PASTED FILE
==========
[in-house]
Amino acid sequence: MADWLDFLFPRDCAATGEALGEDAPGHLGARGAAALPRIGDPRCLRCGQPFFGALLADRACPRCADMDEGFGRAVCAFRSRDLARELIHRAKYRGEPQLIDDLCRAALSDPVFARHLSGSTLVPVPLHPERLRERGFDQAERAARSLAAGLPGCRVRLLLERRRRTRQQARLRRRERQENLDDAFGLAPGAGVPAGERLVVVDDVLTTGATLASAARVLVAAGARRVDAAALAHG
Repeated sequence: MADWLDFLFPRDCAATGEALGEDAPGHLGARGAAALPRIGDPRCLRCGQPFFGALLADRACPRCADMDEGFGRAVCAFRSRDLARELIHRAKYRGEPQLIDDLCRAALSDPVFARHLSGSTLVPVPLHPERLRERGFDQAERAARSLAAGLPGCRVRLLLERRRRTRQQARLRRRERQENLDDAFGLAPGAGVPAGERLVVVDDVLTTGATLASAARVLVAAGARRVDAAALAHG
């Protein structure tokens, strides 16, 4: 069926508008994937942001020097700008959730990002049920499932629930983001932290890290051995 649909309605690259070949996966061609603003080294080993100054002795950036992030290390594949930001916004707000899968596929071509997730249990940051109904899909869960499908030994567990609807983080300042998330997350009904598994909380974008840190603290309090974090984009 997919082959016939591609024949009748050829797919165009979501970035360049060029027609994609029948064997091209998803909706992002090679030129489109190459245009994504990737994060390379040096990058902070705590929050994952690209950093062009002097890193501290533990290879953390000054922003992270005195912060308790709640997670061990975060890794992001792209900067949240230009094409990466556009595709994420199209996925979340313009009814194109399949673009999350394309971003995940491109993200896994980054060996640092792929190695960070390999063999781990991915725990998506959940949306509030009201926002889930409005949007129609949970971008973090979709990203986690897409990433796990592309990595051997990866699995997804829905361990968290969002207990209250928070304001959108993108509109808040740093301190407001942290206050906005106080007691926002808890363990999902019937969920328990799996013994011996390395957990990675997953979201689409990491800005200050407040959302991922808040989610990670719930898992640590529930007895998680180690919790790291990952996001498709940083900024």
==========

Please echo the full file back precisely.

[in-house]
Amino acid sequence: MADWLDFLFPRDCAATGEALGEDAPGHLGARGAAALPRIGDPRCLRCGQPFFGALLADRACPRCADMDEGFGRAVCAFRSRDLARELIHRAKYRGEPQLIDDLCRAALSDPVFARHLSGSTLVPVPLHPERLRERGFDQAERAARSLAAGLPGCRVRLLLERRRRTRQQARLRRRERQENLDDAFGLAPGAGVPAGERLVVVDDVLTTGATLASAARVLVAAGARRVDAAALAHG
Repeated sequence: MADWLDFLFPRDCAATGEALGEDAPGHLGARGAAALPRIGDPRCLRCGQPFFGALLADRACPRCADMDEGFGRAVCAFRSRDLARELIHRAKYRGEPQLIDDLCRAALSDPVFARHLSGSTLVPVPLHPERLRERGFDQAERAARSLAAGLPGCRVRLLLERRRRTRQQARLRRRERQENLDDAFGLAPGAGVPAGERLVVVDDVLTTGATLASAARVLVAAGARRVDAAALAHG
């Protein structure tokens, strides 16, 4: 069926508008994937942001020097700008959730990002049920499932629930983001932290890290051995 649909309605690259070949996966061609603003080294080993100054002795950036992030290390594949930001916004707000899968596929071509997730249990940051109904899909869960499908030994567990609807983080300042998330997350009904598994909380974008840190603290309090974090984009 997919082959016939591609024949009748050829797919165009979501970035360049060029027609994609029948064997091209998803909706992002090679030129489109190459245009994504990737994060390379040096990058902070705590929050994952690209950093062009002097890193501290533990290879953390000054922003992270005195912060308790709640997670061990975060890794992001792209900067949240230009094409990466556009595709994420199209996925979340313009009814194109399949673009999350394309971003995940491109993200896994980054060996640092792929190695960070390999063999781990991915725990998506959940949306509030009201926002889930409005949007129609949970971008973090979709990203986690897409990433796990592309990595051997990866699995997804829905361990968290969002207990209250928070304001959108993108509109808040740093301190407001942290206050906005106080007691926002808890363990999902019937969920328990799996013994011996390395957990990675997953979201689409990491800005200050407040959302991922808040989610990670719930898992640590529930007895998680180690919790790291990952996001498709940083900024």